August 8, 2018
Channel 10-Reshet Merger Approved
Reshet will be required to sell its holdings in the joint news company before the parties may go forward with the merger
Today (Wednesday) the Director General of the Israeli Antitrust Authority (IAA) approved the merger between Reshet Media Inc. and the New Channel 10 Inc. The merger approval is subject to a condition requiring Reshet to sell its shares in the Israeli News Company Inc, which it owns jointly with Keshet Broadcasting Inc. The holdings in the news company must be sold before the parties may merge ("fix it first").
The Director General's decision to approve the merger is based on her findings that, absent the merger, Channel 10 was likely to exit the market, raising serious concerns of harm to competition and the public. Channel 10's exit would have led to the closure of one of the two primary television news companies, leaving a single primary television news company in the market.
In light of this finding, approving the merger was competitively preferable, competitively speaking, to an objection, despite the possible competitive harms that may be raised.
The Director General's decision was reached according to the "failing firm" doctrine. Mergers are approved under the failing firm doctrine only in extremely rare cases, as the merging companies must prove that they meet the following three cumulative conditions:
· The target company (in this case Channel 10) is failing – i.e. it will not be able to continue its activities in the relevant market absent the merger;
· There is no alternative buyer that would be preferable from a competitive perspective;
· Competitively speaking, the result of the merger is preferable or at least comparable to the failing firm simply exiting the market (Channel 10 closing).
In order to examine whether the above conditions were met, the IAA examined a variety of data:
Firstly, the IAA examined Channel 10's financial position in recent years, and specifically following the split of Channel 2 in November 2017. The examination of the channel's economic position and extensive additional data presented to the IAA raised considerable doubt as to the channel's capacity to continue to exist absent the merger. Following the split of Channel 2, Channel 10 found itself competing with two other channels broadcasting throughout the entire week. While the advertising income "pie" grew slightly during the relevant period, this growth was certainly not to an extent comparable to the increase in the broadcast hours following the split. In addition, Channel 10 found itself competing against Reshet and Keshet on unequal regulatory terms: while Reshet and Keshet shared the costs of their joint news company and the current events programs it produced, Channel 10 bore the expenses of its news corporation alone. All of the above, in addition to objective accounting and financial data, led the Director General to the conclusion that Channel 10 in its current format was failing economically.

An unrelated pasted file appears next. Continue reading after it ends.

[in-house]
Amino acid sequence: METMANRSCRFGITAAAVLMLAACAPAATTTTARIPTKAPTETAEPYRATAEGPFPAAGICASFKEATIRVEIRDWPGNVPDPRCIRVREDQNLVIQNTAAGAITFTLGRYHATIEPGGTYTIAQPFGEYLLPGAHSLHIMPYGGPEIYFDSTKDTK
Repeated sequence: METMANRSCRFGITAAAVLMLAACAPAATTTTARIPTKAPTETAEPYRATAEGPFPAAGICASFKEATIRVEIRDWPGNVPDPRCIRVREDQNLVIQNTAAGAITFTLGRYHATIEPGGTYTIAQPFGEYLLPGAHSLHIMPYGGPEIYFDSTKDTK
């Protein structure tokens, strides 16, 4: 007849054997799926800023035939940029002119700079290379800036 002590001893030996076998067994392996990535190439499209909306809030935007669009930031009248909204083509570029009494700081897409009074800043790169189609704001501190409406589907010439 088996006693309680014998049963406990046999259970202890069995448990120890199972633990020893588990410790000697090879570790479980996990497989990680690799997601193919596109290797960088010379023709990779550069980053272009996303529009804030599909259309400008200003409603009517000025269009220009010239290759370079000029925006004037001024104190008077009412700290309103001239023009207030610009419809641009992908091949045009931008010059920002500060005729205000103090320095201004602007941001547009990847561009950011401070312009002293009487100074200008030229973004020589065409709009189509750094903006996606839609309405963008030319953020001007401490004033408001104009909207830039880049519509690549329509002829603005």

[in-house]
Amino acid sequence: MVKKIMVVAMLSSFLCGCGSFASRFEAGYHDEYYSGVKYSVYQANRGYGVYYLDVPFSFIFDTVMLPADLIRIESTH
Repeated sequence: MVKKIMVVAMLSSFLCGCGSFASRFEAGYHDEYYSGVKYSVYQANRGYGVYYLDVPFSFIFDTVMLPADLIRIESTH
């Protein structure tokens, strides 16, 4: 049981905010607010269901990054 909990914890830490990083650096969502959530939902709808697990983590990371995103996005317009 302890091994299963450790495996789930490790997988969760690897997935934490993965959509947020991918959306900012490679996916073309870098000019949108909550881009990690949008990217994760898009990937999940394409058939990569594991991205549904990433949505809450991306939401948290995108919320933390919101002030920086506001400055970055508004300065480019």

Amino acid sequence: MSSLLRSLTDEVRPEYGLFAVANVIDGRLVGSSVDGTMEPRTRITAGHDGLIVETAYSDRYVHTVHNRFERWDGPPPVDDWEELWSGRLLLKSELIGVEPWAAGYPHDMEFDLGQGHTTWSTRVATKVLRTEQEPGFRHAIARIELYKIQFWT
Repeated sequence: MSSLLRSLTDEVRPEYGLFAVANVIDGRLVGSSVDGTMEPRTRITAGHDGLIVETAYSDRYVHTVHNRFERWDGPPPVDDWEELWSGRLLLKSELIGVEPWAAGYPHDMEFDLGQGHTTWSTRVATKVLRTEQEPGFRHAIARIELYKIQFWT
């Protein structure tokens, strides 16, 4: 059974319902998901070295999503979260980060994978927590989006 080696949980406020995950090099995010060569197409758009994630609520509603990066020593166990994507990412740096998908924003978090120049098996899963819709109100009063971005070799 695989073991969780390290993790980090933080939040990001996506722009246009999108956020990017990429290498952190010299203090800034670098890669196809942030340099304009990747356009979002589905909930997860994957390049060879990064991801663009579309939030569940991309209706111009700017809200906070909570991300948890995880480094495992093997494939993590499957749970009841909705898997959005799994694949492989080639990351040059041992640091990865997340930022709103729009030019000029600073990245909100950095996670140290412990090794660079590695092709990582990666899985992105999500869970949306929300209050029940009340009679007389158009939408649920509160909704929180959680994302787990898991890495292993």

Secondly, the IAA examined whether there was an alternative buyer that would be preferable, competitively speaking. In this framework, the IAA was presented with documents and data showing the steps that Channel 10 took to find an alternative buyer, directly and via intermediaries – steps that were unsuccessful. The sum of the circumstances examined led the Director General to conclude that there was not an alternative buyer with whom a merger would raise fewer competitive concerns.
In light of these two examinations, it became clear that approving the merger would not lead to a smaller number of competitors as compared to an objection – in either case, only two commercial channels were expected to remain.
In addition, the examination indicated that, absent the merger, there was a significant chance that only one leading news company (held jointly by Reshet and Keshet) would remain in the market in the near future. Such a situation would be significantly worse than the merger in terms of competition for two primary reasons: Firstly, the public would have fewer options for news programming than under the merger and thus there would be less competition in news broadcasting. Secondly, this structure would leave Reshet and Keshet as partners in a significant part of their programming production, within their joint news company – a partnership that was liable to harm their incentives to compete against one another in general.
The condition for the merger will ensure that there will be two primary, competing news companies and will dissolve the affiliation between Reshet and Keshet. Therefore, approval of the merger subject to this condition is competitively preferable to Channel 10's closing.
Therefore, the Director General decided to approve the merger, subject to the condition that Reshet sell its holdings in the news company prior to completing the merger ("fix it first").